Integrals of Step Functions on General Intervals Review

Integrals of Step Functions on General Intervals Review

We will now review some of the recent material regarding step functions and integrals of step funtions.

• Recall from the Step Functions on General Intervals page that we generalized the concept of a step function. We said that a function $f$ is a Step Function on the interval $I$ if there exists a closed and bounded interval $[a, b] \subseteq I$ such that $f$ is a step function in the usual sense on $[a, b]$ (i.e., there exists a partition $P = \{ a = x_0, x_1, ..., x_n = b \} \in \mathscr{P}[a, b]$ such that $f$ is constant on each open subinterval $(x_{k-1}, x_k)$ for all $k \in \{1, 2, ..., n \}$) and such that $f(x) = 0$ for all $x \in I \setminus [a, b]$.
• Hence, a step function can be defined on any type of interval - open, closed, half-open/closed, unbounded, bounded, etc… Furthermore, the Set of All Step Functions on $I$ is denoted $S(I)$.
• On the Integrals of Step Functions on General Intervals page we noted that if $f$ is a step function on $I$, where $f(x) = c_k$ for all $x \in (x_{k-1}, x_k)$, for all $k \in \{1, 2, ..., n \}$ and $f(x) = 0$ for all $x \in I \setminus [a, b]$ then we already know that the integral of this step function on $I$ is:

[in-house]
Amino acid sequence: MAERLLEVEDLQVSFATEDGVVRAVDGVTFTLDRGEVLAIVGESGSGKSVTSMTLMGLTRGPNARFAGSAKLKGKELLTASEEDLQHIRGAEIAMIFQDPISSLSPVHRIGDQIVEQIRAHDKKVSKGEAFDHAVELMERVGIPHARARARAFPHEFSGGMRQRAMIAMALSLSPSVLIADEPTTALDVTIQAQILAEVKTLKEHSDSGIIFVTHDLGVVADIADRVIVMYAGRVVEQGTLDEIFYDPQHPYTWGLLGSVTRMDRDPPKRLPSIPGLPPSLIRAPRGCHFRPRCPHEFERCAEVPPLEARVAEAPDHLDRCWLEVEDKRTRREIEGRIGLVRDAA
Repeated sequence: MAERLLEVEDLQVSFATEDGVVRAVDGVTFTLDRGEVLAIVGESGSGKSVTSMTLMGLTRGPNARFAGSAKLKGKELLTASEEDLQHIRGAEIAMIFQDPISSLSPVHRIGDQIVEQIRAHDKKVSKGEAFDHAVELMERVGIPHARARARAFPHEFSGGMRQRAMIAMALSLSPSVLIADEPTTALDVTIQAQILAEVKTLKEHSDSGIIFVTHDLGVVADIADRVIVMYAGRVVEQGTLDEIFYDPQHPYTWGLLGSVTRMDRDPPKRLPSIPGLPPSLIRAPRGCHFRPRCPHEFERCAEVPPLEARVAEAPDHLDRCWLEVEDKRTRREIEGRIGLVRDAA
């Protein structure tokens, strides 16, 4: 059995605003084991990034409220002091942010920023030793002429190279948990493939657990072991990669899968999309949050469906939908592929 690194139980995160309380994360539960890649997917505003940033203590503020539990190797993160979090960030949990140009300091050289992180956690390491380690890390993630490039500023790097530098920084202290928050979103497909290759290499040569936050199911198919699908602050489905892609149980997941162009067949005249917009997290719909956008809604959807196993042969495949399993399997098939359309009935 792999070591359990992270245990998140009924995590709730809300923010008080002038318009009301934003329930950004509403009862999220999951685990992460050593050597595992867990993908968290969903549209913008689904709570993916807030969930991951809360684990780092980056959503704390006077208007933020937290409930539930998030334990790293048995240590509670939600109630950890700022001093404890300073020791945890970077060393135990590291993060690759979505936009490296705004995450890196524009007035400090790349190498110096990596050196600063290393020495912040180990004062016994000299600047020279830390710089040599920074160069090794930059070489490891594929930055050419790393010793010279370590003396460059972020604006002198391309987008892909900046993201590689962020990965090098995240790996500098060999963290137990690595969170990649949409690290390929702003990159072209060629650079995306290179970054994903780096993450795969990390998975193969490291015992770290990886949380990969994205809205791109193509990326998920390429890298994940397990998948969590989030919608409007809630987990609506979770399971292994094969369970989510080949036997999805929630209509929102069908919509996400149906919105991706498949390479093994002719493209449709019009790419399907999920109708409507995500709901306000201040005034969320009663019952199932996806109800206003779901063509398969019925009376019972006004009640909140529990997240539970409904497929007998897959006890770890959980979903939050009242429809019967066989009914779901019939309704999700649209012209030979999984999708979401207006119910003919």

(1)
\begin{align} \quad \int_I f(x) \: dx &= \int_a^b f(x) \: dx \\ \quad &= \sum_{k=1}^{n} c_k[x_k - x_{k-1}] \end{align}
(2)
\begin{align} \quad \int_I [f(x) + g(x)] \: dx = \int_I f(x) \: dx + \int_I g(x) \:dx \end{align}
• Similarly, for any $k \in \mathbb{R}$, homogeneity holds:
(3)
\begin{align} \quad \int_I kf(x) \: dx = k \int_I f(x) \: dx \end{align}
(4)
\begin{align} \quad \int_I f(x) \: dx \leq \int_I g(x) \: dx \end{align}
• On the Properties That Hold Almost Everywhere page, said that a property is said to hold Almost Everywhere on a set $D \subseteq \mathbb{R}$ if there exists a subset $S \subset M$ with $m(S) = 0$ such that the property holds for all $x \in D \setminus S$. Such terminology will be important later on.
(5)
\begin{align} \quad f_n(x) \leq f_{n+1}(x) \end{align}
• Similarly, we said that this sequence of functions is Decreasing on $I$ if for all $n \in \mathbb{N}$ and for all $x \in I$ we have that:
(6)
\begin{align} \quad f_n(x) \geq f_{n+1}(x) \end{align}
• We then looked at a critically important theorem that seemed intuitively obvious at face value. We saw that if $(f_n(x))_{n=1}^{\infty}$ is a decreasing sequence of nonnegative step functions that converges to $0$ almost everywhere on an interval $I$ then:
(7)
\begin{align} \quad \lim_{n \to \infty} \int_I f_n(x) \: dx = 0 \end{align}
• As a result of this theorem, we saw on the Another Comparison Theorem for Integrals of Step Functions on General Intervals page that if $(f_n(x))_{n=1}^{\infty}$ is an increasing sequence of step functions that converges to $f$ almost everywhere on $I$ and if $\displaystyle{\lim_{n \to \infty} \int_I f_n(x) \: dx}$ exists then for any step function $g$ such that $g(x) \leq f(x)$ almost everywhere on $I$ we have that:
(8)
\begin{align} \quad \int_I g(x) \: dx \leq \lim_{n \to \infty} \int_I f_n(x) \: dx \end{align}